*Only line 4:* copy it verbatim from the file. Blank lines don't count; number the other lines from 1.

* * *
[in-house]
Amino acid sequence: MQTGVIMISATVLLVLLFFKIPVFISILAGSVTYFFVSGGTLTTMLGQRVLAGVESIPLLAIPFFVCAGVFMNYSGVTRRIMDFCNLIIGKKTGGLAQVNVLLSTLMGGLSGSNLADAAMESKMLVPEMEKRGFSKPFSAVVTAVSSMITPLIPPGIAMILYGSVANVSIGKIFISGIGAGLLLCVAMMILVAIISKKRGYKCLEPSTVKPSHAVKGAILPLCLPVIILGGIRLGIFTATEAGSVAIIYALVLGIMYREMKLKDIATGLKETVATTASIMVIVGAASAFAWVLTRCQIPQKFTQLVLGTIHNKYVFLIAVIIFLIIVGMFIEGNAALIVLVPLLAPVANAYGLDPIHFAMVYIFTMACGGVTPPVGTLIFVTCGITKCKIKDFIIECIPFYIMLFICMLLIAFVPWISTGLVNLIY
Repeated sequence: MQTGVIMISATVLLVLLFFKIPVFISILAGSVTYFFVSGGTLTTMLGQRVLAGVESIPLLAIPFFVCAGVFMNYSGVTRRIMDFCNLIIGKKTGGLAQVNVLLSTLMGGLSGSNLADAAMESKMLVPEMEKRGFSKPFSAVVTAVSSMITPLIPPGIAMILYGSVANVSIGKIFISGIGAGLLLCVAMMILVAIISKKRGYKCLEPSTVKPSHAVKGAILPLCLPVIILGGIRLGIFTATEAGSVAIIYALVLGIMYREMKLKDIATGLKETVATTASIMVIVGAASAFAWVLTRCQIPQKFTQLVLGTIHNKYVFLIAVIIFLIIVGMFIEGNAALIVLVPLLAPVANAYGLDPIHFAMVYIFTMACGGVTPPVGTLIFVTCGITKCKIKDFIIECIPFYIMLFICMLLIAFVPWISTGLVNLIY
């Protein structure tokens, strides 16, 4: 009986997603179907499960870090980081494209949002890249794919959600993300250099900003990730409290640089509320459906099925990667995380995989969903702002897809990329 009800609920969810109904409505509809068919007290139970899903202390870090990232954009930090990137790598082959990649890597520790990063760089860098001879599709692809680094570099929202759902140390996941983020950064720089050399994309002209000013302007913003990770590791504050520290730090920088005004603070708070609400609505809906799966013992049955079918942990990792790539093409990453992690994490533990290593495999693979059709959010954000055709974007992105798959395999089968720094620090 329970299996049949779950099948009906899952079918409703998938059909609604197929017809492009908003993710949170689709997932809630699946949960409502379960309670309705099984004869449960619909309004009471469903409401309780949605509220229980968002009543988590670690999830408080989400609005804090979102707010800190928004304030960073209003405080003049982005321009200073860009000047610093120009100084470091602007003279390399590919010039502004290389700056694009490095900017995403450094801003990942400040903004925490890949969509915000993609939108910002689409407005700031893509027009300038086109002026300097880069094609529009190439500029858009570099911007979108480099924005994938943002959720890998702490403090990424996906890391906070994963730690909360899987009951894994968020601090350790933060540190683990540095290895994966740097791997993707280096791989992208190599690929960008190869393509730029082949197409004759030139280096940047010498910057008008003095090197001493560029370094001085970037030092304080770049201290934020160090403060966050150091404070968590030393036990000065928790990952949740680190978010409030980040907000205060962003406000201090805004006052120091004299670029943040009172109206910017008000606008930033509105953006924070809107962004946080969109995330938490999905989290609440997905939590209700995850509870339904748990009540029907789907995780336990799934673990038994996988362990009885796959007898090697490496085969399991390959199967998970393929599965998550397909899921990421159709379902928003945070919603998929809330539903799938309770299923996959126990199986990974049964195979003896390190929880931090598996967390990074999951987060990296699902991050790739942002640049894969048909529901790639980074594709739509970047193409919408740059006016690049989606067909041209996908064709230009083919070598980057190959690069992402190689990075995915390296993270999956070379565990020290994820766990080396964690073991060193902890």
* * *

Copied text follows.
């Protein structure tokens, strides 16, 4: 009986997603179907499960870090980081494209949002890249794919959600993300250099900003990730409290640089509320459906099925990667995380995989969903702002897809990329 009800609920969810109904409505509809068919007290139970899903202390870090990232954009930090990137790598082959990649890597520790990063760089860098001879599709692809680094570099929202759902140390996941983020950064720089050399994309002209000013302007913003990770590791504050520290730090920088005004603070708070609400609505809906799966013992049955079918942990990792790539093409990453992690994490533990290593495999693979059709959010954000055709974007992105798959395999089968720094620090 329970299996049949779950099948009906899952079918409703998938059909609604197929017809492009908003993710949170689709997932809630699946949960409502379960309670309705099984004869449960619909309004009471469903409401309780949605509220229980968002009543988590670690999830408080989400609005804090979102707010800190928004304030960073209003405080003049982005321009200073860009000047610093120009100084470091602007003279390399590919010039502004290389700056694009490095900017995403450094801003990942400040903004925490890949969509915000993609939108910002689409407005700031893509027009300038086109002026300097880069094609529009190439500029858009570099911007979108480099924005994938943002959720890998702490403090990424996906890391906070994963730690909360899987009951894994968020601090350790933060540190683990540095290895994966740097791997993707280096791989992208190599690929960008190869393509730029082949197409004759030139280096940047010498910057008008003095090197001493560029370094001085970037030092304080770049201290934020160090403060966050150091404070968590030393036990000065928790990952949740680190978010409030980040907000205060962003406000201090805004006052120091004299670029943040009172109206910017008000606008930033509105953006924070809107962004946080969109995330938490999905989290609440997905939590209700995850509870339904748990009540029907789907995780336990799934673990038994996988362990009885796959007898090697490496085969399991390959199967998970393929599965998550397909899921990421159709379902928003945070919603998929809330539903799938309770299923996959126990199986990974049964195979003896390190929880931090598996967390990074999951987060990296699902991050790739942002640049894969048909529901790639980074594709739509970047193409919408740059006016690049989606067909041209996908064709230009083919070598980057190959690069992402190689990075995915390296993270999956070379565990020290994820766990080396964690073991060193902890």